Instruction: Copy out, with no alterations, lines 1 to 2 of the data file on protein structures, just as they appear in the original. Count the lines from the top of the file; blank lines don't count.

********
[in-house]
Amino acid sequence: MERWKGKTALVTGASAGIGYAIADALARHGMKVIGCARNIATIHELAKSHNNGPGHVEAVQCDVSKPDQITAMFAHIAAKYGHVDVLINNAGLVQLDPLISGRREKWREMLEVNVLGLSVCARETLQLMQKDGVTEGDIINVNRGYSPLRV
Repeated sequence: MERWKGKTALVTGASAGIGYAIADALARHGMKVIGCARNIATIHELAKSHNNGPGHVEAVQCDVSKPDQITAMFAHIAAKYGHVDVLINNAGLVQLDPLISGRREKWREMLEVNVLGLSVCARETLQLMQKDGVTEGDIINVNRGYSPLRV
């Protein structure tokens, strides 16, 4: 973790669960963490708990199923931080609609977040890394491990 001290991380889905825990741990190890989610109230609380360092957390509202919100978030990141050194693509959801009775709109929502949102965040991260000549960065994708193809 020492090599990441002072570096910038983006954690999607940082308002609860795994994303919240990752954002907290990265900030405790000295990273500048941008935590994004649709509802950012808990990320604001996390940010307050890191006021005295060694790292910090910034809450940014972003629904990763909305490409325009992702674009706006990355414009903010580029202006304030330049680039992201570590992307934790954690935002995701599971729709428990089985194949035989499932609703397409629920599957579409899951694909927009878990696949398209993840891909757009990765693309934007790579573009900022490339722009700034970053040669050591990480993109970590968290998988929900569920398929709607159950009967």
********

[in-house]
Amino acid sequence: MERWKGKTALVTGASAGIGYAIADALARHGMKVIGCARNIATIHELAKSHNNGPGHVEAVQCDVSKPDQITAMFAHIAAKYGHVDVLINNAGLVQLDPLISGRREKWREMLEVNVLGLSVCARETLQLMQKDGVTEGDIINVNRGYSPLRV